Kenneth V. Iserson (2003). Bioethics and Graduate Medical Education: The Great Match. Cambridge Quarterly of Healthcare Ethics 12 (1):61-65.
    Given the money, prestige and power at stake in high-level sports, ethical lapses are hardly surprising. Nor are the rules, people, and organizations we entrust to punish infractions and ensure fair play. Similarly, the high stakes involved in medical education invite ethical slips. Yet, there are not only few referees in this all-important “game,” but also the subject itself has been almost entirely off-limits in the academic literature.
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  19.  5
    Kenneth V. Iserson (1997). Starting at Our Future. Cambridge Quarterly of Healthcare Ethics 6 (2):243.
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  20.  3
    Kenneth V. Iserson (2007). Abstracts of Note: The Bioethics Literature. Cambridge Quarterly of Healthcare Ethics 16 (3).
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  21.  3
    Kenneth V. Iserson (1994). Abstracts of Note: The Bioethics Literature. Cambridge Quarterly of Healthcare Ethics 3 (2):307.
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  22.  3
    Kenneth V. Iserson (1999). Abstracts of Note: The Bioethics Literature. Cambridge Quarterly of Healthcare Ethics 8 (1).
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  23.  3
    Kenneth V. Iserson (1999). Abstracts of Note: The Bioethics Lecture. Cambridge Quarterly of Healthcare Ethics 8 (2).
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  24.  3
    Kenneth V. Iserson (2004). Abstracts of Note: The Bioethics Literature. Cambridge Quarterly of Healthcare Ethics 13 (2).
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  25.  3
    Kenneth V. Iserson (1994). The Bioethics Literature. Cambridge Quarterly of Healthcare Ethics 3 (4):633.
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  26.  16
    Kenneth V. Iserson (1998). Sperm Donation From a Comatose, Dying Man. Cambridge Quarterly of Healthcare Ethics 7 (2):209-213.
    The patient was a 19-year-old man who was the victim of an accidental head injury. The attending neurosurgeon felt that, due to uncontrollable and repeated elevated intracranial pressures, the patient would die within 48 hours. The patient's mother requested that the neurosurgeon contact a urologist to collect the patient's sperm for implantation into the patient's girlfriend. The neurosurgeon felt that the situation raised a number of ethical issues and requested that the hospital's bioethics committee consider the case.
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  27.  14
    Kenneth V. Iserson (1991). Point and Counterpoint: Should the Ethics Committee Visit the Patient? No: Hec Members Should Not Visit the Patient. [REVIEW] HEC Forum 3 (1):19-22.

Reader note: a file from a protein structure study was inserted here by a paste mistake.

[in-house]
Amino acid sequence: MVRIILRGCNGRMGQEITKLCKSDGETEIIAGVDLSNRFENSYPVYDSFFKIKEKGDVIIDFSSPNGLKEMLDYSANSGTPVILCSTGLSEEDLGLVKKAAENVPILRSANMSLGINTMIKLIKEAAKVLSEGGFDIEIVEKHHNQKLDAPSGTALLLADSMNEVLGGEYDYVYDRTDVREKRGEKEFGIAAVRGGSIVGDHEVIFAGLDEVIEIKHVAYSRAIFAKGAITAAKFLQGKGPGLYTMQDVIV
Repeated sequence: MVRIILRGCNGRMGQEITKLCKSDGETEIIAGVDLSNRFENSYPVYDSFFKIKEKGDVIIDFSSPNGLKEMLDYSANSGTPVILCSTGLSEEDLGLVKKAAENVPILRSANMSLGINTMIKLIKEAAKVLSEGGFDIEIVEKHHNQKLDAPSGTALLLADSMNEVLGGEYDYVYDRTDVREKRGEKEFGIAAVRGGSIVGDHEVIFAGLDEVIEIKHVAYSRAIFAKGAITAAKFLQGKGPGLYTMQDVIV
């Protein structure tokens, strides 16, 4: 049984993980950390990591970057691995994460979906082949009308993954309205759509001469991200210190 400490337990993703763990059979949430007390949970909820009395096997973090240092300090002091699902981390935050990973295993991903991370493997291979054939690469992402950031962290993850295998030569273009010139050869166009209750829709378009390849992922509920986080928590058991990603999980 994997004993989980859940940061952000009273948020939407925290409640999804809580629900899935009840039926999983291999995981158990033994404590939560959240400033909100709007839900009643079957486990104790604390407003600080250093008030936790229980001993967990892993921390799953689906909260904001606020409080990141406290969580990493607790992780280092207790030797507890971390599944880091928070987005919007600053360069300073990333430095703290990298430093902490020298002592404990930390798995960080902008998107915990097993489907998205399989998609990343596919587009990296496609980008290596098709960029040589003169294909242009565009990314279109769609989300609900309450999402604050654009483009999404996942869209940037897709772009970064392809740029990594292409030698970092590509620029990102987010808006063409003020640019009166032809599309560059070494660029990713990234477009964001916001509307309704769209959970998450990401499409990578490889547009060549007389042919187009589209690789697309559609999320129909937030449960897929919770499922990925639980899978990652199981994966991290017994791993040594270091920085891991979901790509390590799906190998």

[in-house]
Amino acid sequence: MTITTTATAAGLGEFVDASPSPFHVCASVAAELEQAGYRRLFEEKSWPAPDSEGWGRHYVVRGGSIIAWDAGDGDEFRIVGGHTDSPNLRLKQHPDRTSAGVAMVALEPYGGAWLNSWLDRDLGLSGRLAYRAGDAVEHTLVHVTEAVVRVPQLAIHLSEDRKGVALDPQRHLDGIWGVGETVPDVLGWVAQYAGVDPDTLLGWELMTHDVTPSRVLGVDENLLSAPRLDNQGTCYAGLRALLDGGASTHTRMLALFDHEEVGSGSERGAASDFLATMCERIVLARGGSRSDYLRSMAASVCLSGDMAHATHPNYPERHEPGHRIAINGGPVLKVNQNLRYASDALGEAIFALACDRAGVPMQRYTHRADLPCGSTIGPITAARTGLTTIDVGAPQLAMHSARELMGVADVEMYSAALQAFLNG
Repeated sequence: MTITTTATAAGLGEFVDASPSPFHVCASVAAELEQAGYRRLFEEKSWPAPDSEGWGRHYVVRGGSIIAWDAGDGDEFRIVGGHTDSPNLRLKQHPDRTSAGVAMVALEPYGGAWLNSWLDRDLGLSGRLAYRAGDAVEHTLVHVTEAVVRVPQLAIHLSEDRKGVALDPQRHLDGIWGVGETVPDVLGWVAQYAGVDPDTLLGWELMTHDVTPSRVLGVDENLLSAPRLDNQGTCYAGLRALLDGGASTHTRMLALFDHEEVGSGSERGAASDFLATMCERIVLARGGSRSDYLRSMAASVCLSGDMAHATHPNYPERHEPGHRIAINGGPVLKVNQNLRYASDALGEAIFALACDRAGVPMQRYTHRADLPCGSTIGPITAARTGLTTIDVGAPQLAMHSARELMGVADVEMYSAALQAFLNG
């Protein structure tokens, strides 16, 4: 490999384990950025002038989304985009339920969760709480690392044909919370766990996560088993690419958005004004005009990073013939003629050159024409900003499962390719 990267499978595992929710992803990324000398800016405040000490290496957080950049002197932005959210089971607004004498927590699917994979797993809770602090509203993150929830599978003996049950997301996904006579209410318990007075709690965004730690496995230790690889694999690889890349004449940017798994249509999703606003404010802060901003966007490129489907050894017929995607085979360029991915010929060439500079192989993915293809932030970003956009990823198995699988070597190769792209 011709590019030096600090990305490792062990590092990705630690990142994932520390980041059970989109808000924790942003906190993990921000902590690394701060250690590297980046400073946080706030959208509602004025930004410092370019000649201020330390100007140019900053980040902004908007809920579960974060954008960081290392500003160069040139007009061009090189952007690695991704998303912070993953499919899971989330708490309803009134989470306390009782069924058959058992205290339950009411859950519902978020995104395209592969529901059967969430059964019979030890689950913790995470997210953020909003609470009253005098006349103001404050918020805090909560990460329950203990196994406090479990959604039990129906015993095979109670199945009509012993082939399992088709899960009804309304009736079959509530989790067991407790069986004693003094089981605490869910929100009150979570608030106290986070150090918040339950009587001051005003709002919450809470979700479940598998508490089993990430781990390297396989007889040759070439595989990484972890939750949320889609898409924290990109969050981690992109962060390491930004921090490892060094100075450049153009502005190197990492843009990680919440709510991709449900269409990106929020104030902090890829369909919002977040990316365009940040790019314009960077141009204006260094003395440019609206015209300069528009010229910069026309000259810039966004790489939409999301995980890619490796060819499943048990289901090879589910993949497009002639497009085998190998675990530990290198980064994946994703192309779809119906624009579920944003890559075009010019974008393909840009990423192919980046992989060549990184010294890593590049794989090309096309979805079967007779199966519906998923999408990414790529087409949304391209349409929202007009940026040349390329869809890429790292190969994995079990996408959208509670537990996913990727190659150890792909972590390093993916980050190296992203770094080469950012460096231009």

28.  4
    David L. Meyers & Kenneth V. Iserson (1993). Save the Life of the Child. Hastings Center Report 23 (2):46-46.
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  29.  4
    Kenneth V. Iserson (1997). Physician's Guide to Managed Care David B. Nash (Ed.). HEC Forum 9 (4):373-374.
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  30.  16
    Kenneth V. Iserson (2000). Telemedicine: A Proposal for an Ethical Code. Cambridge Quarterly of Healthcare Ethics 9 (3):404-406.
    Telemedicine encompasses medical practice, teaching, and research with real-time interactions over distances too great for unaided communication. It includes audio and video transmissions, either separately or combined, and can be done through mechanical or electronic means. In many ways, telemedicine is a subset of medical informatics, itself a rapidly developing field. Prior definitions have been broader, including not only medical practice over distance, but also simple information transfer.
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  31.  2
    Kenneth V. Iserson (1992). Abstracts of Note. Cambridge Quarterly of Healthcare Ethics 1 (4):405.
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  32.  2
    Kenneth V. Iserson (1993). The Bioethics Literature. Cambridge Quarterly of Healthcare Ethics 2 (1):115.
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  33.  13
    Jorge Hernández-Arriaga, Carlos Aldana-Valenzuela & Kenneth V. Iserson (2001). Jehovah's Witnesses and Medical Practice in Mexico: Religious Freedom, Parens Patriae, and the Right to Life. Cambridge Quarterly of Healthcare Ethics 10 (1):47-52.
    The influx of new groups into society, such as recently established religious groups whose practices differ from societal norms, may disturb relatively stable communities. This instability is exacerbated if these practices contravene long-held fundamental societal tenets, such as the protection of children. This situation now exists in Mexico, where the country's traditional Catholic and secular values clash with those of a religion introduced from the United States, Jehovah's Witnesses. The focal point for these clashes, as it has been elsewhere, is (...)